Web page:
Western Canadian cow slaughter for the week ending July 11 totalled 5,194 head, one percent lower than last year, the 16th consecutive week that cow slaughter volumes have been below year ago. Further price upside for the cow market is still expected over the next 30 days. Its possible D2 cow prices could surpass April highs of $92.80 per cwt. in August.

Light feeder volume

Calves and feeders traded mixed on a seasonally light offering last week. Despite lighter volumes, good demand continues to be noted on all classes of cattle.

Most of the bigger feeders on offer were coming out of background yards but a few grass cattle are starting to come to market. The few grass cattle being sold on the cash market are home-raised yearlings. Grass yearlings are trading at roughly $5-$10 per cwt. premium over feeders coming out of backgrounding lots.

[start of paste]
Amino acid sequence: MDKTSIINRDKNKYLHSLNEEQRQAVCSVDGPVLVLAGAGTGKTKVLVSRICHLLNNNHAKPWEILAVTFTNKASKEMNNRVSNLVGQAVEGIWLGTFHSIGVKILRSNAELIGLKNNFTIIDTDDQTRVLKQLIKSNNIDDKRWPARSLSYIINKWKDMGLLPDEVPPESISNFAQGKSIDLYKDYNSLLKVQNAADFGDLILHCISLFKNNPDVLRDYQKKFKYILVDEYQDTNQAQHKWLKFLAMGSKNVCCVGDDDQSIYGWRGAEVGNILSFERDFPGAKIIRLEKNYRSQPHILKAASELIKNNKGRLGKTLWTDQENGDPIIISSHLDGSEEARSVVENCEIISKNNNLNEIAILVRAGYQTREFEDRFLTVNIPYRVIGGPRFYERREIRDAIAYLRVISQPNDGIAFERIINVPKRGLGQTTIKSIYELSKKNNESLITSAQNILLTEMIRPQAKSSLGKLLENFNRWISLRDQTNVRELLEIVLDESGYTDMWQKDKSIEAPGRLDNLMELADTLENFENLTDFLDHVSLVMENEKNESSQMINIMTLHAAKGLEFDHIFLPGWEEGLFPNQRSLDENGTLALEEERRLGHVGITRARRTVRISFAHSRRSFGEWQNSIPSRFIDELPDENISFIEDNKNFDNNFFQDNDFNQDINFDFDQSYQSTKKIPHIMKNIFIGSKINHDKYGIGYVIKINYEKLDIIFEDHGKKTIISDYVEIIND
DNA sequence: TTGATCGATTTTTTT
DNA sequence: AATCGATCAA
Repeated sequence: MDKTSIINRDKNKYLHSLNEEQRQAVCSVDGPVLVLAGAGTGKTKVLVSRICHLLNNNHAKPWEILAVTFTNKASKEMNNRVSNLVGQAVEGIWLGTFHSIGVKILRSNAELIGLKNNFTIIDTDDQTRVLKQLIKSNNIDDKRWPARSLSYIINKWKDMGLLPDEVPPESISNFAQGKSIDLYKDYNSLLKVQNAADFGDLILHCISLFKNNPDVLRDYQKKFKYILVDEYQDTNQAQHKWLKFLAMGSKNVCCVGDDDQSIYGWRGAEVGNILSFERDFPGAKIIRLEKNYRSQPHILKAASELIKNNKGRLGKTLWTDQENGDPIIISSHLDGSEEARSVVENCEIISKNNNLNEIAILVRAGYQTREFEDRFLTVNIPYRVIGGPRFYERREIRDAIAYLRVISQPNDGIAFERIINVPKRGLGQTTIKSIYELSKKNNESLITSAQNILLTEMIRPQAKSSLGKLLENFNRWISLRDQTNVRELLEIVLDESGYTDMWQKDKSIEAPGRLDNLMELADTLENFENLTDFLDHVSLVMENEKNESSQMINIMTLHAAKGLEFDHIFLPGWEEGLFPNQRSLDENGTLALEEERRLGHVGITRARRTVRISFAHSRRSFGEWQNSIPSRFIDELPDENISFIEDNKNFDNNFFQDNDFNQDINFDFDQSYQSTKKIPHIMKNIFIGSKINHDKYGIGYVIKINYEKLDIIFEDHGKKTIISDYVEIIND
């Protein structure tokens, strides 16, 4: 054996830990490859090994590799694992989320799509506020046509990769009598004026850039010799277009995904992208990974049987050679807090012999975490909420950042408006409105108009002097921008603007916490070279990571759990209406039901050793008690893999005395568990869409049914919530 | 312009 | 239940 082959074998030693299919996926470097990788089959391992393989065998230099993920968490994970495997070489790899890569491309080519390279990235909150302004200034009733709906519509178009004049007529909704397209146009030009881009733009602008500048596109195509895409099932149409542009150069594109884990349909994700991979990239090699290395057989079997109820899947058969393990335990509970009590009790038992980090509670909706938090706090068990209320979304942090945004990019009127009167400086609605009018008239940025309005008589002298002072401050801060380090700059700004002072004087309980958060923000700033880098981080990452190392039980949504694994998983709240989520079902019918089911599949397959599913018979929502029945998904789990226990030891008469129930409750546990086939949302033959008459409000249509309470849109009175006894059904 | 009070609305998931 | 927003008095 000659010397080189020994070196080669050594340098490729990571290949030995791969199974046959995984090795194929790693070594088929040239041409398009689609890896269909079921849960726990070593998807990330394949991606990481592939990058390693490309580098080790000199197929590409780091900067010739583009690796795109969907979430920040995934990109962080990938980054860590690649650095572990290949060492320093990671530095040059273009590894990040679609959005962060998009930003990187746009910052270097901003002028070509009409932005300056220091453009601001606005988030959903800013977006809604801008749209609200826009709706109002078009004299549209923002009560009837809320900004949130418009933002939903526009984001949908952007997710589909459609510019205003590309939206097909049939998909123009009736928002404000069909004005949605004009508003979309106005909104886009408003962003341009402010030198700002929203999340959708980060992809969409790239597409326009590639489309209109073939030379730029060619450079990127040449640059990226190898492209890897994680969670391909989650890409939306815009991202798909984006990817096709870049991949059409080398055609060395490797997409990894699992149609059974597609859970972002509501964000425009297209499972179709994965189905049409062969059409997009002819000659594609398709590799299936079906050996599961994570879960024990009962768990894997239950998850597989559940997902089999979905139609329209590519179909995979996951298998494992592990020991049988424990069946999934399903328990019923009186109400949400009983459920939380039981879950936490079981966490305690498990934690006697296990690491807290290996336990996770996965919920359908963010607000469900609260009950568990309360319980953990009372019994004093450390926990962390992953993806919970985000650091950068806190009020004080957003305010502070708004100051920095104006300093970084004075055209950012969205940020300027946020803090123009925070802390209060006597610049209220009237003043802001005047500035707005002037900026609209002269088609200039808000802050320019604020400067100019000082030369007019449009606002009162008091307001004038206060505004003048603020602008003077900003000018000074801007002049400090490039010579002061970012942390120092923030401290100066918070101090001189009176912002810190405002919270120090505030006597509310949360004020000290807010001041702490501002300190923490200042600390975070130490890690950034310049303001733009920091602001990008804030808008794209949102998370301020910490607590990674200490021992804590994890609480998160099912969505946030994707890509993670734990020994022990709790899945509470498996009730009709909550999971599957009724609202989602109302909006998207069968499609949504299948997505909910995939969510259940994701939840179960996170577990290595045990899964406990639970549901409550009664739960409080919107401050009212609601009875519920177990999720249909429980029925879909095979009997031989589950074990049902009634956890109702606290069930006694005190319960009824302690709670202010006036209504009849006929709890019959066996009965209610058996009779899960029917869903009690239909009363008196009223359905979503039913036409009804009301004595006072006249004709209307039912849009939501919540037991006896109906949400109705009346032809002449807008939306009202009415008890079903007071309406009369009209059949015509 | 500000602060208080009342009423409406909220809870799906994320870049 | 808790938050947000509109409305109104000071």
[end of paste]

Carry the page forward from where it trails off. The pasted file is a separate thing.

With good grass conditions across much of the Prairies, some grass operators are considering doing a second turn of grass cattle by selling the heavy-end and buying back in on some light cattle and turning them out to grass. This could be one factor that has been and may continue to support the stocker market.

The Alberta feeder cash-to-futures basis weakened, going from -4.15 to -11.91 per cwt. last week. On a cash-to-cash basis, Alberta calf and feeder prices are still at a sizable premium to the U.S. market.

Canadian feeder exports to the U.S. for the week ending July 4 totalled 762 head, 56 percent lower than the same week last year. There has not been a single week this year that exports have been higher than last year.

For the month of May, Canadian feeder imports from the U.S. totalled 18,363 head, 31 percent larger than last year. In Western Canada demand for light calves does not seem to be moderating. Prices for good quality bull calves weighing from 450-550 lb. are comparable with same weight steer calves.

Last week cow-calf pairs traded from $1,700-$2,550 and averaged $2,115. Pairs are trading $145 higher than last year.

U.S. cutout drops

In U.S. beef trade, cut-out values have trended lower for nine straight weeks on ample offerings and softened demand. Choice cut-out value slipped US$2.75 per cwt. lower than the previous week to average $200.80 per cwt., and Select dipped $3.50 per cwt. lower to average $191.30 per cwt.